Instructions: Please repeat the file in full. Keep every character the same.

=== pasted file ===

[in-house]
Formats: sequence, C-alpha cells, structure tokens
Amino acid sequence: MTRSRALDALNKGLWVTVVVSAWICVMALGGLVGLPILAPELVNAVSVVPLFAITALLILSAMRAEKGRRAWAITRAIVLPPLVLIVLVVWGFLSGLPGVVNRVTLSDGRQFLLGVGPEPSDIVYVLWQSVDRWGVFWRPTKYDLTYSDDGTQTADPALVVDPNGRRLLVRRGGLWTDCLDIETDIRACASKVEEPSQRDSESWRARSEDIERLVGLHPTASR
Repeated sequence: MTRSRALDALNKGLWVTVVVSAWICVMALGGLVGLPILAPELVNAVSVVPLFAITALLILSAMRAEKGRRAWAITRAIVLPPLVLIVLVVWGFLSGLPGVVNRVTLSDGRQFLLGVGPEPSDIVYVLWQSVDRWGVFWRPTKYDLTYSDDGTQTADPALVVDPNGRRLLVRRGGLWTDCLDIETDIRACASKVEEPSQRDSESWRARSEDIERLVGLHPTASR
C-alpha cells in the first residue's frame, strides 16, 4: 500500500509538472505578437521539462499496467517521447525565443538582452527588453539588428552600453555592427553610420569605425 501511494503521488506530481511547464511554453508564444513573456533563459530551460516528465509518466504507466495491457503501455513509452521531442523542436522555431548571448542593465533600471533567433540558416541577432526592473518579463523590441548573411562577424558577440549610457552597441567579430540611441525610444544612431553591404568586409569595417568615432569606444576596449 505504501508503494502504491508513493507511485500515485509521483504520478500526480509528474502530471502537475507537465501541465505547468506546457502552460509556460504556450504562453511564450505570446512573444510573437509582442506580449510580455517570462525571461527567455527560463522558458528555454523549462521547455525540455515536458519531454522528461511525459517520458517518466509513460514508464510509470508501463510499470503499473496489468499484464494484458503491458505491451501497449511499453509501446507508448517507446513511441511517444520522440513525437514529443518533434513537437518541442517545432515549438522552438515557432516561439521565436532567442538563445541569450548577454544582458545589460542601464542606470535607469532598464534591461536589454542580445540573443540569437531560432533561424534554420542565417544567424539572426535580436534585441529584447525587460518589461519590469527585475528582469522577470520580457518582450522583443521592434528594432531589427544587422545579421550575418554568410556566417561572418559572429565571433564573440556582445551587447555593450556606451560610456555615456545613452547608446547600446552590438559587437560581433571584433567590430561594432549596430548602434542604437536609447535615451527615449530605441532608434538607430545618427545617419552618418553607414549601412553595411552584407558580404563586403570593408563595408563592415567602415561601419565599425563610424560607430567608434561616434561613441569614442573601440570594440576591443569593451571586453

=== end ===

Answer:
[in-house]
Formats: sequence, C-alpha cells, structure tokens
Amino acid sequence: MTRSRALDALNKGLWVTVVVSAWICVMALGGLVGLPILAPELVNAVSVVPLFAITALLILSAMRAEKGRRAWAITRAIVLPPLVLIVLVVWGFLSGLPGVVNRVTLSDGRQFLLGVGPEPSDIVYVLWQSVDRWGVFWRPTKYDLTYSDDGTQTADPALVVDPNGRRLLVRRGGLWTDCLDIETDIRACASKVEEPSQRDSESWRARSEDIERLVGLHPTASR
Repeated sequence: MTRSRALDALNKGLWVTVVVSAWICVMALGGLVGLPILAPELVNAVSVVPLFAITALLILSAMRAEKGRRAWAITRAIVLPPLVLIVLVVWGFLSGLPGVVNRVTLSDGRQFLLGVGPEPSDIVYVLWQSVDRWGVFWRPTKYDLTYSDDGTQTADPALVVDPNGRRLLVRRGGLWTDCLDIETDIRACASKVEEPSQRDSESWRARSEDIERLVGLHPTASR
C-alpha cells in the first residue's frame, strides 16, 4: 500500500509538472505578437521539462499496467517521447525565443538582452527588453539588428552600453555592427553610420569605425 501511494503521488506530481511547464511554453508564444513573456533563459530551460516528465509518466504507466495491457503501455513509452521531442523542436522555431548571448542593465533600471533567433540558416541577432526592473518579463523590441548573411562577424558577440549610457552597441567579430540611441525610444544612431553591404568586409569595417568615432569606444576596449 505504501508503494502504491508513493507511485500515485509521483504520478500526480509528474502530471502537475507537465501541465505547468506546457502552460509556460504556450504562453511564450505570446512573444510573437509582442506580449510580455517570462525571461527567455527560463522558458528555454523549462521547455525540455515536458519531454522528461511525459517520458517518466509513460514508464510509470508501463510499470503499473496489468499484464494484458503491458505491451501497449511499453509501446507508448517507446513511441511517444520522440513525437514529443518533434513537437518541442517545432515549438522552438515557432516561439521565436532567442538563445541569450548577454544582458545589460542601464542606470535607469532598464534591461536589454542580445540573443540569437531560432533561424534554420542565417544567424539572426535580436534585441529584447525587460518589461519590469527585475528582469522577470520580457518582450522583443521592434528594432531589427544587422545579421550575418554568410556566417561572418559572429565571433564573440556582445551587447555593450556606451560610456555615456545613452547608446547600446552590438559587437560581433571584433567590430561594432549596430548602434542604437536609447535615451527615449530605441532608434538607430545618427545617419552618418553607414549601412553595411552584407558580404563586403570593408563595408563592415567602415561601419565599425563610424560607430567608434561616434561613441569614442573601440570594440576591443569593451571586453